Jobs immediately recognized that the memory drive was his Schwerpunkt. He produced a $10 million check on the spot and got exclusive rights to the technology. Not only would he be able to create his iPod with the “1000 songs in my pocket” he so coveted, for a time at least, none of his competitors would be able to duplicate its capability.
Getting Inside The OODA Loop
When he was still a pilot, the legendary military strategist John Boyd developed the OODA loop to improve his own decision making in the cockpit. The idea is that you first OBSERVE, your surroundings, then you ORIENT that information in terms of previous knowledge and experiences. That leads you to DECIDE and ACT, which will change the situation in some way, that you will need to observe, orient, decide and act upon.
We can see how Steve Jobs employed the OODA loop in making the decision to immediately produce a $10 million dollar check for a technology that Toshiba had no idea what to do with. He took the new information he observed and immediately oriented it with previous observations he made about the market for digital music devices.
Yet what happened next was even more interesting. When the iPod came out, it was an immediate hit, which changed the basis of competition. Other computer companies, which were competing in the realm of laptops, desktops and servers, suddenly faced a very different market and moved to create their own digital music players. Dell’s Digital Jukebox launched in 2004, Microsoft’s Zune came out in 2006. Both failed miserably.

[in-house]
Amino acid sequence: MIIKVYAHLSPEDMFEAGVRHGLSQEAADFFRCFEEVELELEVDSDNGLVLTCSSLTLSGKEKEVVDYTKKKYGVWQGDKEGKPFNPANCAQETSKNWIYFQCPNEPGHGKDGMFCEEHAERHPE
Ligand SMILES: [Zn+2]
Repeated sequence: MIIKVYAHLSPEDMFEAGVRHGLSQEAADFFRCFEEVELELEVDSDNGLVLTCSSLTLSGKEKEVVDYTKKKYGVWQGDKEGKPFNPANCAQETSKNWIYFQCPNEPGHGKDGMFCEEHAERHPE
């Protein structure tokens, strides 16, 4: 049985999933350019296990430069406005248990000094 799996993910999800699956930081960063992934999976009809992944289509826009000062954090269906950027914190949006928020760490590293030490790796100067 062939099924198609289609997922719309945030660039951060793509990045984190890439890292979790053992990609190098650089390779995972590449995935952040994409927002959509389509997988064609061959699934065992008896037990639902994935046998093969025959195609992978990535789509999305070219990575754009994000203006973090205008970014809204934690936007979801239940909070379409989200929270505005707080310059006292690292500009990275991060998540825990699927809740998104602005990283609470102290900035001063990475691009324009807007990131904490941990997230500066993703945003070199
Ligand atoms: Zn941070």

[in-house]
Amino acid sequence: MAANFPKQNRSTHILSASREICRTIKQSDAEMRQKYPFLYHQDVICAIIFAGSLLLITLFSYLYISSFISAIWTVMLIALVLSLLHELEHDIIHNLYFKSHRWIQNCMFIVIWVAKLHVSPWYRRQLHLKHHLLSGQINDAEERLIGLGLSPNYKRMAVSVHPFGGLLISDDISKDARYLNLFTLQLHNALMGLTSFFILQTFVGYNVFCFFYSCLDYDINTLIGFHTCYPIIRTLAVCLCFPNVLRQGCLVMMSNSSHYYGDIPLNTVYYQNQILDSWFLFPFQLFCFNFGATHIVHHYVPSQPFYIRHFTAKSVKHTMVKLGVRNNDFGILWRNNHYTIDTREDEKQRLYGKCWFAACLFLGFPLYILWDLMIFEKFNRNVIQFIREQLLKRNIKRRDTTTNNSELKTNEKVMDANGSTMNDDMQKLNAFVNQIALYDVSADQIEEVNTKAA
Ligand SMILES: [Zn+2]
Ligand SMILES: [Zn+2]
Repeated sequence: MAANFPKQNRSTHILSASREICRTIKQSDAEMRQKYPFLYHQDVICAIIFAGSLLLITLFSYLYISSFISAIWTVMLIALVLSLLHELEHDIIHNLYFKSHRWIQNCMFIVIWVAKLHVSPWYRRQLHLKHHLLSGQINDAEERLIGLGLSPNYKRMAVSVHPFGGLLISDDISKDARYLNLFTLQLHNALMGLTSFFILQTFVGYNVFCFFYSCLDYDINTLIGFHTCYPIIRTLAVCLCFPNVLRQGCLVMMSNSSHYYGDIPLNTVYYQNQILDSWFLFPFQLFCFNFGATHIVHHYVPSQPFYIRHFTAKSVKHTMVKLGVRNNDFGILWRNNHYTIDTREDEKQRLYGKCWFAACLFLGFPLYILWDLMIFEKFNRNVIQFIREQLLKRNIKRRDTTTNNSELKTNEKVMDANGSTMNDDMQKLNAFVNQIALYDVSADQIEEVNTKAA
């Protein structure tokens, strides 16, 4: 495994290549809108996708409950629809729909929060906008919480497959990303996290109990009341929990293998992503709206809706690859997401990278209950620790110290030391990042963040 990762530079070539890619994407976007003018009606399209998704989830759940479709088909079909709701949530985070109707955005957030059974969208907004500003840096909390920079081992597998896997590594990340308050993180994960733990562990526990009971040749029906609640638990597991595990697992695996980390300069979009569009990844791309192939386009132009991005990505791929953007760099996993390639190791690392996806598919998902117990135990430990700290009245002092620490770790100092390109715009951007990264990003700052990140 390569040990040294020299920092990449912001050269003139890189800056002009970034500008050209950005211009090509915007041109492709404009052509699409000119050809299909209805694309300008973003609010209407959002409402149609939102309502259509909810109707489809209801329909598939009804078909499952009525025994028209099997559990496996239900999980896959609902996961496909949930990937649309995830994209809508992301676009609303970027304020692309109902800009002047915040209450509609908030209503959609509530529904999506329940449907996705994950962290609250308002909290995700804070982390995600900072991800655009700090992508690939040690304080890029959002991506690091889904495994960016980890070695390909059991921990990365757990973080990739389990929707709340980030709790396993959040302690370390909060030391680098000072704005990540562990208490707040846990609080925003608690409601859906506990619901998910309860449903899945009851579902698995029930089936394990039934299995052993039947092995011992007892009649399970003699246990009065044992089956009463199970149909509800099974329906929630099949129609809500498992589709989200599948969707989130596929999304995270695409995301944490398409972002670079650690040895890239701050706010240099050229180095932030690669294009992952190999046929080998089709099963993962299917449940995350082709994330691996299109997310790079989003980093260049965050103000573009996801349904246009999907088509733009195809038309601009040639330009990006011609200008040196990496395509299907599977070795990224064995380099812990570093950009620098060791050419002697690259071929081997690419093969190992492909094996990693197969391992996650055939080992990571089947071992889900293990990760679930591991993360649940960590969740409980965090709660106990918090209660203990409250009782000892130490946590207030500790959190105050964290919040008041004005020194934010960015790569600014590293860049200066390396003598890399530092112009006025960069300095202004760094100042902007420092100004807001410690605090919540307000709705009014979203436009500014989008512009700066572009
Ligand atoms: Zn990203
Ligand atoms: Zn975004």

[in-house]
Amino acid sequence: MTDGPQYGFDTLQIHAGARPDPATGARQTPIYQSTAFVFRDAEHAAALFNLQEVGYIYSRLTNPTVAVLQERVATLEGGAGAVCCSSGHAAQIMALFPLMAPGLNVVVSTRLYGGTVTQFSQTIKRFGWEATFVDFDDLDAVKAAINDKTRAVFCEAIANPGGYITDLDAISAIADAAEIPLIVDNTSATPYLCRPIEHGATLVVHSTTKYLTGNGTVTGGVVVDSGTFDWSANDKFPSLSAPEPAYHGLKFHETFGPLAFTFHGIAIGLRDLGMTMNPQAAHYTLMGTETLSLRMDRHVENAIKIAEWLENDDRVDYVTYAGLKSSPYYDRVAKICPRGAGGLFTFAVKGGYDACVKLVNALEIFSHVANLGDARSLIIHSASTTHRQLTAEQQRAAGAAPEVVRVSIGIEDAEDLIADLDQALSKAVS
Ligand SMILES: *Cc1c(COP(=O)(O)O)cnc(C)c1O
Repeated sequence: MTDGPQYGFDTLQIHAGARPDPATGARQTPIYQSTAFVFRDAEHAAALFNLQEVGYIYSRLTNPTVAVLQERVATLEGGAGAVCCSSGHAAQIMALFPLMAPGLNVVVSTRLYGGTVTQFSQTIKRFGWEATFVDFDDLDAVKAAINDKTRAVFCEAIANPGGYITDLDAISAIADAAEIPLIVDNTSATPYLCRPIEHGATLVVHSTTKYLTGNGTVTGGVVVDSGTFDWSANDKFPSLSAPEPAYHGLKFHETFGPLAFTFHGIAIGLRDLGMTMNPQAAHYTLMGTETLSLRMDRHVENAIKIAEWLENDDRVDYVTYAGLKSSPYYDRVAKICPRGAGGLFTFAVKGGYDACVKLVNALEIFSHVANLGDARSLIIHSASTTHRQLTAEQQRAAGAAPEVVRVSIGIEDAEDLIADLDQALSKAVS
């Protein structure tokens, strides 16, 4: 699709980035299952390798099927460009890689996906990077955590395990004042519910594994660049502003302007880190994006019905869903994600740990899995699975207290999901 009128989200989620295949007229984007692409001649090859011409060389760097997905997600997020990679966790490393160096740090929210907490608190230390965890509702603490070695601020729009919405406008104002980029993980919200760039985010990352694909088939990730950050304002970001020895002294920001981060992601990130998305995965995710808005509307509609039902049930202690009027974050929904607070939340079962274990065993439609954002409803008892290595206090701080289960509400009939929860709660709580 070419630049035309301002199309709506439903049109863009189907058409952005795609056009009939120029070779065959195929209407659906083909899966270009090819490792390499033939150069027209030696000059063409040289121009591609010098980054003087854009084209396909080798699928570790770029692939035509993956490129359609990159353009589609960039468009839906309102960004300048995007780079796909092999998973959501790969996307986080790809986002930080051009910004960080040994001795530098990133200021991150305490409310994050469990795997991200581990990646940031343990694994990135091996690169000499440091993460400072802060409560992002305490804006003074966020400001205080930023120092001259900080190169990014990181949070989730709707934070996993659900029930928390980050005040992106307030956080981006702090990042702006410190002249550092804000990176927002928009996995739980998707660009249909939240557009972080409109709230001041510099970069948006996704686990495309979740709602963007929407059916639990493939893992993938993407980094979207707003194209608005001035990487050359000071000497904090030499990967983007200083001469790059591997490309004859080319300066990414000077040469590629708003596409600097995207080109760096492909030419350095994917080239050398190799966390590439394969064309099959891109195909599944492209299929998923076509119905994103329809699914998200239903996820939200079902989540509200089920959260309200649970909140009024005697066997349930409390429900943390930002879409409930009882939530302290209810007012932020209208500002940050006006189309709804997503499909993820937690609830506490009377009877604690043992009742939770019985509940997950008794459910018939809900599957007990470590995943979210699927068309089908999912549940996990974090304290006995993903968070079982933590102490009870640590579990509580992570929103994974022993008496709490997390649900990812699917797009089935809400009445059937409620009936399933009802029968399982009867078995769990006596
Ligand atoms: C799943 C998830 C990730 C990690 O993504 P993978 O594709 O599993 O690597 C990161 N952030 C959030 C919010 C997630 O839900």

By then Apple was already preparing the launch of the iPhone, which would change the game again, causing its competitors to Observe, Orient, Decide in Act in reaction to what Apple was doing. Boyd called this “getting inside your opponent’s OODA Loop.” By continually having to orient and react to Apple, they weren’t able to gain the initiative.
Today, it’s hard to remember just how powerful firms like Microsoft and Dell were back then, but they were absolute giants. Nevertheless, by employing the concept of Schwerpunkt, Apple went from near bankruptcy to dominating its rivals in less than a decade.
A Journey Rather Than A Destination
The biggest strategic mistake you can make is to try and win everywhere at once. To win, you need to prevail in the decisive battles, not the irrelevant skirmishes. That, in essence, is the principle of Schwerpunkt—to identify a focal point where you can direct your resources and efforts.
When Steve Jobs returned to Apple, computer companies were duking it out in the PC market, yet he identified digital music players as his Schwerpunkt and the iPod made Apple a serious player. As his competitors were still reacting, he launched the iPhone and on it went. Whenever Steve Jobs would, towards the end of a product presentation say, “and just one more thing,” You could guarantee that he had identified a new Schwerpunkt.
Notice how Schwerpunkt is a dynamic, not a static, concept. It was Jobs’ ability to constantly innovate Apple’s approach, by constantly observing, reorienting and shifting the competitive context. In each case, his strategy was uniquely suited to Apple’s, capabilities, customers and ecosystem. Competitors Microsoft or Dell, more suited to the enterprise market, couldn’t be successful with a similar approach.
There is no ideal strategy, just ones that are ideally suited to a particular context, when relative strength can be brought to bear against relative weakness. Discovering the center of gravity at which you can break through is more of a journey than a destination, you can never be sure beforehand where exactly you will find it, but it will become clear once you’ve arrived.